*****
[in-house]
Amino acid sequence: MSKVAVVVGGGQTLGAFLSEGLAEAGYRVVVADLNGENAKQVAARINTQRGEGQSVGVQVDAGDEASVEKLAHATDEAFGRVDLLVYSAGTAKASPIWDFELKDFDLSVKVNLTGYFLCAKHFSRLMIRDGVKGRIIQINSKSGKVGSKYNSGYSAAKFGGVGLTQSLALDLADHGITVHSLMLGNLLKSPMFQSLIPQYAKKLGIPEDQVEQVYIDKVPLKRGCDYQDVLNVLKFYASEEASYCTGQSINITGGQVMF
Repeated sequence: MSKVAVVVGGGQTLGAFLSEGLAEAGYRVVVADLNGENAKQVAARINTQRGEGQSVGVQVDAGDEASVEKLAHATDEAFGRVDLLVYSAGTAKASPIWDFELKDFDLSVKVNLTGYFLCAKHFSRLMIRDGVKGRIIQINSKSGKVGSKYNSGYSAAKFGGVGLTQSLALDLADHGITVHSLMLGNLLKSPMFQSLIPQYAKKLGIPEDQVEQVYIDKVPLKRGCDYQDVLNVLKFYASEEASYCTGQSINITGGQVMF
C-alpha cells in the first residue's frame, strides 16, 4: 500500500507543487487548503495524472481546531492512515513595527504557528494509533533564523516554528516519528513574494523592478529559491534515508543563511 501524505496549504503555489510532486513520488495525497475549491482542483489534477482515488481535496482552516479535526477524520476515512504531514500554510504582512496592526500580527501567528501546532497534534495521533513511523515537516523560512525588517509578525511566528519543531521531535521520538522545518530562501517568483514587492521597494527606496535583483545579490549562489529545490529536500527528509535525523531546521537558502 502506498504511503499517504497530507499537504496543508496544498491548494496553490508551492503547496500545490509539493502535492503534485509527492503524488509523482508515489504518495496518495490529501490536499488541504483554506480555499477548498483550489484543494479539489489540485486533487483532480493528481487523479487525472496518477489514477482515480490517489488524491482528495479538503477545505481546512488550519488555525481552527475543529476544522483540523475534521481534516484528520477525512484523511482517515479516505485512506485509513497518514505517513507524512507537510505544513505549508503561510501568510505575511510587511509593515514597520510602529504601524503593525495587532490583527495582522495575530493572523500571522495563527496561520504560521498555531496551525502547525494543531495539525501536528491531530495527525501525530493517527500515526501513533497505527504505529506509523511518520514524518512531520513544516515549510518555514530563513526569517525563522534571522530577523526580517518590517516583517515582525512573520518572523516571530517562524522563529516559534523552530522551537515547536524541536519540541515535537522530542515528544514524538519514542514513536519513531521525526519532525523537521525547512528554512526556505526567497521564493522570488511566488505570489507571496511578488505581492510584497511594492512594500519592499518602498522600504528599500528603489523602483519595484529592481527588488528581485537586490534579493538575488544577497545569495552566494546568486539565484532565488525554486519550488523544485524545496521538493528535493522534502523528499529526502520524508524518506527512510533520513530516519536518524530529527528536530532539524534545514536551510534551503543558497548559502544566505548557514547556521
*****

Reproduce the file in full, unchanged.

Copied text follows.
[in-house]
Amino acid sequence: MSKVAVVVGGGQTLGAFLSEGLAEAGYRVVVADLNGENAKQVAARINTQRGEGQSVGVQVDAGDEASVEKLAHATDEAFGRVDLLVYSAGTAKASPIWDFELKDFDLSVKVNLTGYFLCAKHFSRLMIRDGVKGRIIQINSKSGKVGSKYNSGYSAAKFGGVGLTQSLALDLADHGITVHSLMLGNLLKSPMFQSLIPQYAKKLGIPEDQVEQVYIDKVPLKRGCDYQDVLNVLKFYASEEASYCTGQSINITGGQVMF
Repeated sequence: MSKVAVVVGGGQTLGAFLSEGLAEAGYRVVVADLNGENAKQVAARINTQRGEGQSVGVQVDAGDEASVEKLAHATDEAFGRVDLLVYSAGTAKASPIWDFELKDFDLSVKVNLTGYFLCAKHFSRLMIRDGVKGRIIQINSKSGKVGSKYNSGYSAAKFGGVGLTQSLALDLADHGITVHSLMLGNLLKSPMFQSLIPQYAKKLGIPEDQVEQVYIDKVPLKRGCDYQDVLNVLKFYASEEASYCTGQSINITGGQVMF
C-alpha cells in the first residue's frame, strides 16, 4: 500500500507543487487548503495524472481546531492512515513595527504557528494509533533564523516554528516519528513574494523592478529559491534515508543563511 501524505496549504503555489510532486513520488495525497475549491482542483489534477482515488481535496482552516479535526477524520476515512504531514500554510504582512496592526500580527501567528501546532497534534495521533513511523515537516523560512525588517509578525511566528519543531521531535521520538522545518530562501517568483514587492521597494527606496535583483545579490549562489529545490529536500527528509535525523531546521537558502 502506498504511503499517504497530507499537504496543508496544498491548494496553490508551492503547496500545490509539493502535492503534485509527492503524488509523482508515489504518495496518495490529501490536499488541504483554506480555499477548498483550489484543494479539489489540485486533487483532480493528481487523479487525472496518477489514477482515480490517489488524491482528495479538503477545505481546512488550519488555525481552527475543529476544522483540523475534521481534516484528520477525512484523511482517515479516505485512506485509513497518514505517513507524512507537510505544513505549508503561510501568510505575511510587511509593515514597520510602529504601524503593525495587532490583527495582522495575530493572523500571522495563527496561520504560521498555531496551525502547525494543531495539525501536528491531530495527525501525530493517527500515526501513533497505527504505529506509523511518520514524518512531520513544516515549510518555514530563513526569517525563522534571522530577523526580517518590517516583517515582525512573520518572523516571530517562524522563529516559534523552530522551537515547536524541536519540541515535537522530542515528544514524538519514542514513536519513531521525526519532525523537521525547512528554512526556505526567497521564493522570488511566488505570489507571496511578488505581492510584497511594492512594500519592499518602498522600504528599500528603489523602483519595484529592481527588488528581485537586490534579493538575488544577497545569495552566494546568486539565484532565488525554486519550488523544485524545496521538493528535493522534502523528499529526502520524508524518506527512510533520513530516519536518524530529527528536530532539524534545514536551510534551503543558497548559502544566505548557514547556521